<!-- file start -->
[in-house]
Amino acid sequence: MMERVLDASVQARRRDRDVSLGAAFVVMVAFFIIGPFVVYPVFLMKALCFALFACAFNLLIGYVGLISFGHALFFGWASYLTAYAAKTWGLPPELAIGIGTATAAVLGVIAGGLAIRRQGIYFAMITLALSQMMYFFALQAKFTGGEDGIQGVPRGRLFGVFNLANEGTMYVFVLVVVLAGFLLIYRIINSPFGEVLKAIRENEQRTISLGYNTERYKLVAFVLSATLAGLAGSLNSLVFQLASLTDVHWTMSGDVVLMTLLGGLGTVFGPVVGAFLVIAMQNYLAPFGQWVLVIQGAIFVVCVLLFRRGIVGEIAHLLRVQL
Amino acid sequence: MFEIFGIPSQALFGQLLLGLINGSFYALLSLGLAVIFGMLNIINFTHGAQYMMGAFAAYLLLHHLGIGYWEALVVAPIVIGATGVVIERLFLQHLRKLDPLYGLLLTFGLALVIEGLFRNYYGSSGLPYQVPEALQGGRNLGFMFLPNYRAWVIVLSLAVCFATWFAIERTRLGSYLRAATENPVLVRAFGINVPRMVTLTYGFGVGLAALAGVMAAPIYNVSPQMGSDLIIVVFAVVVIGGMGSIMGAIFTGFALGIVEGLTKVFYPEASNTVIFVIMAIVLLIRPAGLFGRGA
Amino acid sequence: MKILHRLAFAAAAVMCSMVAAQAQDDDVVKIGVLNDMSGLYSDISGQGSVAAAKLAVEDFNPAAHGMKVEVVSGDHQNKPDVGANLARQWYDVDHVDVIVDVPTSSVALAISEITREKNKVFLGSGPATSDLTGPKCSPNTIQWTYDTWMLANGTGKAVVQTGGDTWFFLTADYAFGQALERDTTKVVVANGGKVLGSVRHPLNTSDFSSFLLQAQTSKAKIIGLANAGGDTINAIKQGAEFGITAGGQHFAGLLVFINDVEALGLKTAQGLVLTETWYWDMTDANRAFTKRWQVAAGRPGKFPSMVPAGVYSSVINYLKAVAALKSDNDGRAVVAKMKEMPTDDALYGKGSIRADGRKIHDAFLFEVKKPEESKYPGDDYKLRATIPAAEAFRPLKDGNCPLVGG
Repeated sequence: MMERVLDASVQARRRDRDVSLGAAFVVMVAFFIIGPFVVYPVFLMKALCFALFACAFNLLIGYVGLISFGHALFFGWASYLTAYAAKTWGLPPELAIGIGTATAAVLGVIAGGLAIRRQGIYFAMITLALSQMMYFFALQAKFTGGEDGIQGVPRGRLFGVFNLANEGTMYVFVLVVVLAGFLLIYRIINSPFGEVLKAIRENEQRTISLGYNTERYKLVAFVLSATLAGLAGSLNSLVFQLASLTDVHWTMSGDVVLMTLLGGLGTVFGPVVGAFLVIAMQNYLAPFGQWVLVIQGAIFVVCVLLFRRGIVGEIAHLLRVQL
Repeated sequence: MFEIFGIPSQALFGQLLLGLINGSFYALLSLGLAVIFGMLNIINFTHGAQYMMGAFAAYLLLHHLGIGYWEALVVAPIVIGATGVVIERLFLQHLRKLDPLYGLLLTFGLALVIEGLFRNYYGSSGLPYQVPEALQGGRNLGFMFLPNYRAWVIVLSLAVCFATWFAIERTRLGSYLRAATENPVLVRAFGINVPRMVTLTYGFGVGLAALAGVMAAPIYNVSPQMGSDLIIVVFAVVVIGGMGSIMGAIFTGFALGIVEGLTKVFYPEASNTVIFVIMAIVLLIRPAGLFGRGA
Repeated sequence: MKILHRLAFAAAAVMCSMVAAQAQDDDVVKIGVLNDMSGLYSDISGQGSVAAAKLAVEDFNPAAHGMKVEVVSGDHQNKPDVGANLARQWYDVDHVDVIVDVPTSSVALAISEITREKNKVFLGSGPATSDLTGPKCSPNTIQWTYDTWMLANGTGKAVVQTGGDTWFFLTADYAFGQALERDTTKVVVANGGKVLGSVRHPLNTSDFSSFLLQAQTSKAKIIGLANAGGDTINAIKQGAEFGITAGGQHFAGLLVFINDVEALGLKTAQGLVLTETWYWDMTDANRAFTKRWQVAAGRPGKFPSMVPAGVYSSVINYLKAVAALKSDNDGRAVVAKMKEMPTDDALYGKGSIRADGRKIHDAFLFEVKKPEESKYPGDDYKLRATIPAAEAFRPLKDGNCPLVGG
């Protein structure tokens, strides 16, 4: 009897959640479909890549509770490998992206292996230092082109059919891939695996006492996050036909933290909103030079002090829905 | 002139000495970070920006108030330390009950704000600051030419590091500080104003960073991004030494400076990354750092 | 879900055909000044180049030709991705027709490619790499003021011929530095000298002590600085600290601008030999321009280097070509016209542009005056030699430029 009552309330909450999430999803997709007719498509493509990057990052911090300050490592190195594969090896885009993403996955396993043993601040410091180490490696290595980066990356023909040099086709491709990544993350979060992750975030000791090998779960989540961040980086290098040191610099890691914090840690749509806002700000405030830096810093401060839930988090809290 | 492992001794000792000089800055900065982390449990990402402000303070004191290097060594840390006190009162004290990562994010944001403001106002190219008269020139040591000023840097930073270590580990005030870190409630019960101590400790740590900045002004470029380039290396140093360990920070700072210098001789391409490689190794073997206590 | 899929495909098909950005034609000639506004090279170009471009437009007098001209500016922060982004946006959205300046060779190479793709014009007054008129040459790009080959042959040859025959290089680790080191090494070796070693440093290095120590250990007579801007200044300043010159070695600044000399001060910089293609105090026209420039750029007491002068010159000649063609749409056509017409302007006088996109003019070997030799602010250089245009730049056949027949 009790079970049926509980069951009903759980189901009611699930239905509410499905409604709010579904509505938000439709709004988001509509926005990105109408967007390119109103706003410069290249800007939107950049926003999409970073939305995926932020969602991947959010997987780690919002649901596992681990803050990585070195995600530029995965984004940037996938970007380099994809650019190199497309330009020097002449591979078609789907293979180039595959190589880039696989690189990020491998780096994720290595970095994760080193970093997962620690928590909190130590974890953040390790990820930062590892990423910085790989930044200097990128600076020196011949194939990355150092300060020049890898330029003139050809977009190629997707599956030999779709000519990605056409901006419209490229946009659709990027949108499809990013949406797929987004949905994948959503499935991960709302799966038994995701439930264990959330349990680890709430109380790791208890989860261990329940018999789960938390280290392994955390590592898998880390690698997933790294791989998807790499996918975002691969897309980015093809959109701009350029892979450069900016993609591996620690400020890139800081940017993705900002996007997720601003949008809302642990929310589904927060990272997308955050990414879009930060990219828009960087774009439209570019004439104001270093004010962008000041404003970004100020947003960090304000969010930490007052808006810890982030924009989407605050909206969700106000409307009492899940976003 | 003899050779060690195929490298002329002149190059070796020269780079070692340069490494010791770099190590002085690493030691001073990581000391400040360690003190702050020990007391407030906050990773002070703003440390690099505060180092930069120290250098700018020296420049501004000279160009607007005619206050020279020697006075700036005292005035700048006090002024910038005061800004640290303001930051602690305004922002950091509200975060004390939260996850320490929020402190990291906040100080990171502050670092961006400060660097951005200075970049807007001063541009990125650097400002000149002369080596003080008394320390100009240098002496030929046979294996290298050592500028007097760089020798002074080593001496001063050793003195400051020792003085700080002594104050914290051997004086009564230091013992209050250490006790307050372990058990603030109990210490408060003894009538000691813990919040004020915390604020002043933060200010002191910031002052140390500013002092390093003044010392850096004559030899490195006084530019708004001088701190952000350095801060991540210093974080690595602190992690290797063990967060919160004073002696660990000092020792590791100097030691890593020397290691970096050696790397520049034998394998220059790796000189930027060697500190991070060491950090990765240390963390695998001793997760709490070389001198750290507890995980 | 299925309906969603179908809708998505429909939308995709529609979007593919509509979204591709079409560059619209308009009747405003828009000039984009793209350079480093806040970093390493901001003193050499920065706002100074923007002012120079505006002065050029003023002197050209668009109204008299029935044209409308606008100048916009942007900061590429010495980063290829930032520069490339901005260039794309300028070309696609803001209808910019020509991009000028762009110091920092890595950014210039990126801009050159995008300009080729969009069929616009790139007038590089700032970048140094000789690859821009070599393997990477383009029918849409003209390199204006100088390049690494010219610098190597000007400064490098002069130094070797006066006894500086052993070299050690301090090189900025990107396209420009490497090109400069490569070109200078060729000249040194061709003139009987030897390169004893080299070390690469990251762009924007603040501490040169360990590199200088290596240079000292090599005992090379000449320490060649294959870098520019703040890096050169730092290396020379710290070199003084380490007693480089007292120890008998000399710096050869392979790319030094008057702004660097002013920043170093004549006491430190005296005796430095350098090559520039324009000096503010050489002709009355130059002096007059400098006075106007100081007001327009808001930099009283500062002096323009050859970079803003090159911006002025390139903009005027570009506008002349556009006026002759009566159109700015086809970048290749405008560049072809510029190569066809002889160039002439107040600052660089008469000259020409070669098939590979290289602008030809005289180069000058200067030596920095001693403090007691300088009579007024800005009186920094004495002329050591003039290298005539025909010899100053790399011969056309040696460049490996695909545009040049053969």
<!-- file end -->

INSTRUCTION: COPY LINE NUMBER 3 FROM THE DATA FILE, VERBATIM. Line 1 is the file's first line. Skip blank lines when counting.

Amino acid sequence: MFEIFGIPSQALFGQLLLGLINGSFYALLSLGLAVIFGMLNIINFTHGAQYMMGAFAAYLLLHHLGIGYWEALVVAPIVIGATGVVIERLFLQHLRKLDPLYGLLLTFGLALVIEGLFRNYYGSSGLPYQVPEALQGGRNLGFMFLPNYRAWVIVLSLAVCFATWFAIERTRLGSYLRAATENPVLVRAFGINVPRMVTLTYGFGVGLAALAGVMAAPIYNVSPQMGSDLIIVVFAVVVIGGMGSIMGAIFTGFALGIVEGLTKVFYPEASNTVIFVIMAIVLLIRPAGLFGRGA